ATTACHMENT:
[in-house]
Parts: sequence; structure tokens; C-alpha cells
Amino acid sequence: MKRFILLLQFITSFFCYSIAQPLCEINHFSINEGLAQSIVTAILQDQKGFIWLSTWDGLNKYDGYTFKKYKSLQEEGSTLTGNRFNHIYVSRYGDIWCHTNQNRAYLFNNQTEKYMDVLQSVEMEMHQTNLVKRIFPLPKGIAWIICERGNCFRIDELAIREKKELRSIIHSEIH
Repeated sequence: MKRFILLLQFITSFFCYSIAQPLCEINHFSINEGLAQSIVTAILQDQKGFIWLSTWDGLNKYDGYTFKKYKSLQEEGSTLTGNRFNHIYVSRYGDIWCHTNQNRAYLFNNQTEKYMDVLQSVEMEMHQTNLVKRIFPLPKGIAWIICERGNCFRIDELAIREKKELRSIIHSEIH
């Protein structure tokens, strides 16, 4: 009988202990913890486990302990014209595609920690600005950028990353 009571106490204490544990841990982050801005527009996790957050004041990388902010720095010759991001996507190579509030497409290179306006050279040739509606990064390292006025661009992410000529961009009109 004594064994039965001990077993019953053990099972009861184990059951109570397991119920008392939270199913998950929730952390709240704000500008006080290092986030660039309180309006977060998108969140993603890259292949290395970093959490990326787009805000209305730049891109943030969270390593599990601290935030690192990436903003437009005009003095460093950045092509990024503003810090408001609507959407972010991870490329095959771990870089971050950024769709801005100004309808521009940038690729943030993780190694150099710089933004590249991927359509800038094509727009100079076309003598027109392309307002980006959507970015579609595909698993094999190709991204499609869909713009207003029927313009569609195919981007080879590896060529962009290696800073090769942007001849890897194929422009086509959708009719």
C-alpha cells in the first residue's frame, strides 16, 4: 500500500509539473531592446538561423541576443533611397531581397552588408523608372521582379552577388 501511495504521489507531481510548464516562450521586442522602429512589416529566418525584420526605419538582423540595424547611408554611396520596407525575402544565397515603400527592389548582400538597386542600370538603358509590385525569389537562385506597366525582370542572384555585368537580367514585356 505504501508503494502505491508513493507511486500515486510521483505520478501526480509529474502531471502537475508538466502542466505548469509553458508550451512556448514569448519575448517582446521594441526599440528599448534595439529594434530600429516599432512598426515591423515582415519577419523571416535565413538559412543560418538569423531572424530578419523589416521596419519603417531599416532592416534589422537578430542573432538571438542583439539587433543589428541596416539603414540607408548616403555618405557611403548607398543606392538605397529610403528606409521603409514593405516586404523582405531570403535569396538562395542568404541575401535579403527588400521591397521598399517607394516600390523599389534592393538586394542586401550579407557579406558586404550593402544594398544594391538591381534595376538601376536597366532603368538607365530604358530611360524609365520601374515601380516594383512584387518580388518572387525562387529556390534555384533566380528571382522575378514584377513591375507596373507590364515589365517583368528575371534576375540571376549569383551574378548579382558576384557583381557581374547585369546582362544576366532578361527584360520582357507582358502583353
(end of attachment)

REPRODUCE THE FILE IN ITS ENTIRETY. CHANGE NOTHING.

[in-house]
Parts: sequence; structure tokens; C-alpha cells
Amino acid sequence: MKRFILLLQFITSFFCYSIAQPLCEINHFSINEGLAQSIVTAILQDQKGFIWLSTWDGLNKYDGYTFKKYKSLQEEGSTLTGNRFNHIYVSRYGDIWCHTNQNRAYLFNNQTEKYMDVLQSVEMEMHQTNLVKRIFPLPKGIAWIICERGNCFRIDELAIREKKELRSIIHSEIH
Repeated sequence: MKRFILLLQFITSFFCYSIAQPLCEINHFSINEGLAQSIVTAILQDQKGFIWLSTWDGLNKYDGYTFKKYKSLQEEGSTLTGNRFNHIYVSRYGDIWCHTNQNRAYLFNNQTEKYMDVLQSVEMEMHQTNLVKRIFPLPKGIAWIICERGNCFRIDELAIREKKELRSIIHSEIH
């Protein structure tokens, strides 16, 4: 009988202990913890486990302990014209595609920690600005950028990353 009571106490204490544990841990982050801005527009996790957050004041990388902010720095010759991001996507190579509030497409290179306006050279040739509606990064390292006025661009992410000529961009009109 004594064994039965001990077993019953053990099972009861184990059951109570397991119920008392939270199913998950929730952390709240704000500008006080290092986030660039309180309006977060998108969140993603890259292949290395970093959490990326787009805000209305730049891109943030969270390593599990601290935030690192990436903003437009005009003095460093950045092509990024503003810090408001609507959407972010991870490329095959771990870089971050950024769709801005100004309808521009940038690729943030993780190694150099710089933004590249991927359509800038094509727009100079076309003598027109392309307002980006959507970015579609595909698993094999190709991204499609869909713009207003029927313009569609195919981007080879590896060529962009290696800073090769942007001849890897194929422009086509959708009719």
C-alpha cells in the first residue's frame, strides 16, 4: 500500500509539473531592446538561423541576443533611397531581397552588408523608372521582379552577388 501511495504521489507531481510548464516562450521586442522602429512589416529566418525584420526605419538582423540595424547611408554611396520596407525575402544565397515603400527592389548582400538597386542600370538603358509590385525569389537562385506597366525582370542572384555585368537580367514585356 505504501508503494502505491508513493507511486500515486510521483505520478501526480509529474502531471502537475508538466502542466505548469509553458508550451512556448514569448519575448517582446521594441526599440528599448534595439529594434530600429516599432512598426515591423515582415519577419523571416535565413538559412543560418538569423531572424530578419523589416521596419519603417531599416532592416534589422537578430542573432538571438542583439539587433543589428541596416539603414540607408548616403555618405557611403548607398543606392538605397529610403528606409521603409514593405516586404523582405531570403535569396538562395542568404541575401535579403527588400521591397521598399517607394516600390523599389534592393538586394542586401550579407557579406558586404550593402544594398544594391538591381534595376538601376536597366532603368538607365530604358530611360524609365520601374515601380516594383512584387518580388518572387525562387529556390534555384533566380528571382522575378514584377513591375507596373507590364515589365517583368528575371534576375540571376549569383551574378548579382558576384557583381557581374547585369546582362544576366532578361527584360520582357507582358502583353